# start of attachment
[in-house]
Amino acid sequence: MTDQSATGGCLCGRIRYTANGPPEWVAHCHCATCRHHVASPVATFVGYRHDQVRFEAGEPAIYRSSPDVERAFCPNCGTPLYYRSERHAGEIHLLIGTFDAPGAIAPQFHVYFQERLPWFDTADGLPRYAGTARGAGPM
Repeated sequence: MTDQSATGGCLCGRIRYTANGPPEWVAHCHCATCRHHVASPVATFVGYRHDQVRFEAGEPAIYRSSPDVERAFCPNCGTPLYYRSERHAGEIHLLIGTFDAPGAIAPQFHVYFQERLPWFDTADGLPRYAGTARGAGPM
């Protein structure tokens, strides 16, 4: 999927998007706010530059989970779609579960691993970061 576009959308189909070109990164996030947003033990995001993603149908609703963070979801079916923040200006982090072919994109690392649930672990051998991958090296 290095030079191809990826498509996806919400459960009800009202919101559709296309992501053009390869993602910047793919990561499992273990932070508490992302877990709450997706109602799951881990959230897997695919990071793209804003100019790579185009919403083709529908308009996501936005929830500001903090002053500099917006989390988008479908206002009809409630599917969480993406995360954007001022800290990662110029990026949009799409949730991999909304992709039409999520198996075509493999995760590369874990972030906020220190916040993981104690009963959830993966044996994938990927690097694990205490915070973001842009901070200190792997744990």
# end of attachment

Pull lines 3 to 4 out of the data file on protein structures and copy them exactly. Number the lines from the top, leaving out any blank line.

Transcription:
Repeated sequence: MTDQSATGGCLCGRIRYTANGPPEWVAHCHCATCRHHVASPVATFVGYRHDQVRFEAGEPAIYRSSPDVERAFCPNCGTPLYYRSERHAGEIHLLIGTFDAPGAIAPQFHVYFQERLPWFDTADGLPRYAGTARGAGPM
């Protein structure tokens, strides 16, 4: 999927998007706010530059989970779609579960691993970061 576009959308189909070109990164996030947003033990995001993603149908609703963070979801079916923040200006982090072919994109690392649930672990051998991958090296 290095030079191809990826498509996806919400459960009800009202919101559709296309992501053009390869993602910047793919990561499992273990932070508490992302877990709450997706109602799951881990959230897997695919990071793209804003100019790579185009919403083709529908308009996501936005929830500001903090002053500099917006989390988008479908206002009809409630599917969480993406995360954007001022800290990662110029990026949009799409949730991999909304992709039409999520198996075509493999995760590369874990972030906020220190916040993981104690009963959830993966044996994938990927690097694990205490915070973001842009901070200190792997744990």